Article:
Until now, there have been two basic business models in catalog-based e-procurement:
- The Buyer Pay Model: Followed by Coupa, Sciquest, Tradeshift, Basware, and others. This model charges the buyer a fee and is free to the supplier.
- The Buyer and Supplier Pay Model: Evolved to, and followed by, Ariba and a few others.
But a new player in laboratory management (note they do not call themselves lab e-procurement), Quartzy, is offering an interesting twist on the existing models. It’s a variant on a model I’ve dubbed Industry Catalogs.
Quartzy is not meant to be a complete procure-top-pay system (it does not seem to send POs or receive invoices. But it does offer:
- a free cross-supplier catalog search tool
- integration to Sciquest or Ariba for ordering and invoicing
- inventory management
- and equipment scheduling
Quartzy is free to the buyers (and says it always will be). The company intends to make money by being a market-maker, broker, and even supplier of record to these buyers. The company explains its business model clearly as follows (see here as well):
For labs using the Order Requests Module, Quartzy hunts for cheaper prices on the supplies they are about to buy. If we find a better price we send you a quote, and you can choose to accept or ignore it. If you accept our quote, you buy the item from Quartzy. Our suppliers pay us a commission for sourcing products from them, and you get the product for cheaper. Win-win!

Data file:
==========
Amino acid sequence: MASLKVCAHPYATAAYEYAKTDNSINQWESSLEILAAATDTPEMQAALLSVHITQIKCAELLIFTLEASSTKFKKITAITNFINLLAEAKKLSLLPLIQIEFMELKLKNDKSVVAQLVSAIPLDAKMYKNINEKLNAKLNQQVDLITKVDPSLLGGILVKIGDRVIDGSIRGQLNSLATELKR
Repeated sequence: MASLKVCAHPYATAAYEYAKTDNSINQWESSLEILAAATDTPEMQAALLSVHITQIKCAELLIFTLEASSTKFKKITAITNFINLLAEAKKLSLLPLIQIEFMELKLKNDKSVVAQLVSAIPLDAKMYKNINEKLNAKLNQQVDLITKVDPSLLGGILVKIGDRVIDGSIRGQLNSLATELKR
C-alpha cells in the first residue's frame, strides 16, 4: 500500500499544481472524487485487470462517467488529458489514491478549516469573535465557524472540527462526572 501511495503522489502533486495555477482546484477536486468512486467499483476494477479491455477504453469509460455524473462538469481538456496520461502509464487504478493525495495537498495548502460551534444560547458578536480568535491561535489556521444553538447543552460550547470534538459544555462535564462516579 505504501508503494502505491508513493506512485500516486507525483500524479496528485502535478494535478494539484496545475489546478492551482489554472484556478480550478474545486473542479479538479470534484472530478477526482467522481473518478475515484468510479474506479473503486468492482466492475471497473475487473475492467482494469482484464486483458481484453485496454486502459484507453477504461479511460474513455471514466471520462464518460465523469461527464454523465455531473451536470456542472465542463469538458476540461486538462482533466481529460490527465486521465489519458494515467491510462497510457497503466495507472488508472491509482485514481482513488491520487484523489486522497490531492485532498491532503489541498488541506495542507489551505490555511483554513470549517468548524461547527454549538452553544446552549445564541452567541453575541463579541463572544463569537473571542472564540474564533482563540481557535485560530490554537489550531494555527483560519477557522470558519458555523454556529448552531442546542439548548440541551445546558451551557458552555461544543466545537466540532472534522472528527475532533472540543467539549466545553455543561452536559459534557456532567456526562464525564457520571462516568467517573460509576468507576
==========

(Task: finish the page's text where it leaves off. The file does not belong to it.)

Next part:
Essentially, Quartzy makes a market for each item and then steps in as the supplier. (I’m presuming Quartzy does not hold any inventory, but instead instructs the supplier drop ship the item to the buyer–though this is not clear.) Quartzy is basically a modified form of AmazonBusiness–but deeper in lab supplies and offering lab management functionality.
Lab Supplies 3.0
One of Ariba’s initial “power alleys” was lab supplies and equipment category frepresented by distributors such as VWR and Fisher, who were early leaders in e-commerce. Lab supplies are a great category for e-procurement–highly catalogable, substantial spend, and requiring rich content. After Ariba, came Sciquest which provided a catalog solution on top of Ariba and then eventually, a complete e-procurement solution. Then came Coupa, etc. and the result is a crowded market of e-procurement systems for any lab products supplier, as this public slide from VWR shows.
Now Quartzy is trying to re-invent the category’s business model for a third time. The questions will be:
- Do buyers want these quotes which could be seen as working against strategic sourcing efforts and volume rebates? Will the proposed savings and additional functionality compel buyers to search in Quartzy first?
- Will the flow-through of spend and associated commissions fund the business?
The walled gardens created by strategic sourcing and “punch-out” may be succumbing to more open systems of procurement of catalog items. AmazonBusiness, Quartzy, and Tradeshift Buy appear to be attempting to scale those walls.